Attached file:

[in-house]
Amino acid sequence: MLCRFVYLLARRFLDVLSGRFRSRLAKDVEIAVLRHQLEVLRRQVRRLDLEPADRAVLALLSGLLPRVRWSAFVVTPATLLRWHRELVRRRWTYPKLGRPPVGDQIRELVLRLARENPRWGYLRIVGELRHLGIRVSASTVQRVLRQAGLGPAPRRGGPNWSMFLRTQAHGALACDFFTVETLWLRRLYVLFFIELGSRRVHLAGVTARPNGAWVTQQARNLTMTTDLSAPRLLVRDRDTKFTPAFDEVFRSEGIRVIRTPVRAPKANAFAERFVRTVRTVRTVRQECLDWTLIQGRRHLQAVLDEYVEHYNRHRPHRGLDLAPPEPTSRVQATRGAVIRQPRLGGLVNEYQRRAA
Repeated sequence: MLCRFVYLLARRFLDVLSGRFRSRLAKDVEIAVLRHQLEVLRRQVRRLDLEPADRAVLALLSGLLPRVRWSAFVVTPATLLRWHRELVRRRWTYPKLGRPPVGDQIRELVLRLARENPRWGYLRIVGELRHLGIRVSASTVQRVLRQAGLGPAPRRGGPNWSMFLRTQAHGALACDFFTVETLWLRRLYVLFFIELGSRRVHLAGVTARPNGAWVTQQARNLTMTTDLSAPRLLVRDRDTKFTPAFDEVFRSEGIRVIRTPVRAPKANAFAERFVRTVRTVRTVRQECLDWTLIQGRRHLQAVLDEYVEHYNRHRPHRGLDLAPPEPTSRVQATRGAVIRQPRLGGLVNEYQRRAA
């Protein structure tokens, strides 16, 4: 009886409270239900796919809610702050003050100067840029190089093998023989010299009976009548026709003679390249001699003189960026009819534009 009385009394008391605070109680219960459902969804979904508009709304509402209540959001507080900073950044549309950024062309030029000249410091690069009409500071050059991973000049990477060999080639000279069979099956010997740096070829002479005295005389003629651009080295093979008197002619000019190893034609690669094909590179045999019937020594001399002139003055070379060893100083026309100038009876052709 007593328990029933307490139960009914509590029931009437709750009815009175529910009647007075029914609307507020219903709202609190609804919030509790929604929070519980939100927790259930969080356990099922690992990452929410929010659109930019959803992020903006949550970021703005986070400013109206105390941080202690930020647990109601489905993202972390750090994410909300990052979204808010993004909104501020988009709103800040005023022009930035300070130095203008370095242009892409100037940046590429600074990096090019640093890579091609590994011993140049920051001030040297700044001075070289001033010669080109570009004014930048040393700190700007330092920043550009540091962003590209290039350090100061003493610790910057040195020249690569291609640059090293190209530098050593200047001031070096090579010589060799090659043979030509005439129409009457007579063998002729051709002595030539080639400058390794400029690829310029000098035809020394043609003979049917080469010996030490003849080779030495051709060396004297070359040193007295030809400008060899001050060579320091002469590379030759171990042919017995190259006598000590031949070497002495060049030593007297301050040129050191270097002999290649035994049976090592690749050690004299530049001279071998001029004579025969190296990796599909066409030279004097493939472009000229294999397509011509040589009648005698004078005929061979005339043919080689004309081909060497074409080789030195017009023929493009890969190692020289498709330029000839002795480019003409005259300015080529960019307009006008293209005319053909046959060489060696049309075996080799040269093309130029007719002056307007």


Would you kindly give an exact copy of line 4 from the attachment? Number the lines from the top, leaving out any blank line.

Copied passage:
């Protein structure tokens, strides 16, 4: 009886409270239900796919809610702050003050100067840029190089093998023989010299009976009548026709003679390249001699003189960026009819534009 009385009394008391605070109680219960459902969804979904508009709304509402209540959001507080900073950044549309950024062309030029000249410091690069009409500071050059991973000049990477060999080639000279069979099956010997740096070829002479005295005389003629651009080295093979008197002619000019190893034609690669094909590179045999019937020594001399002139003055070379060893100083026309100038009876052709 007593328990029933307490139960009914509590029931009437709750009815009175529910009647007075029914609307507020219903709202609190609804919030509790929604929070519980939100927790259930969080356990099922690992990452929410929010659109930019959803992020903006949550970021703005986070400013109206105390941080202690930020647990109601489905993202972390750090994410909300990052979204808010993004909104501020988009709103800040005023022009930035300070130095203008370095242009892409100037940046590429600074990096090019640093890579091609590994011993140049920051001030040297700044001075070289001033010669080109570009004014930048040393700190700007330092920043550009540091962003590209290039350090100061003493610790910057040195020249690569291609640059090293190209530098050593200047001031070096090579010589060799090659043979030509005439129409009457007579063998002729051709002595030539080639400058390794400029690829310029000098035809020394043609003979049917080469010996030490003849080779030495051709060396004297070359040193007295030809400008060899001050060579320091002469590379030759171990042919017995190259006598000590031949070497002495060049030593007297301050040129050191270097002999290649035994049976090592690749050690004299530049001279071998001029004579025969190296990796599909066409030279004097493939472009000229294999397509011509040589009648005698004078005929061979005339043919080689004309081909060497074409080789030195017009023929493009890969190692020289498709330029000839002795480019003409005259300015080529960019307009006008293209005319053909046959060489060696049309075996080799040269093309130029007719002056307007």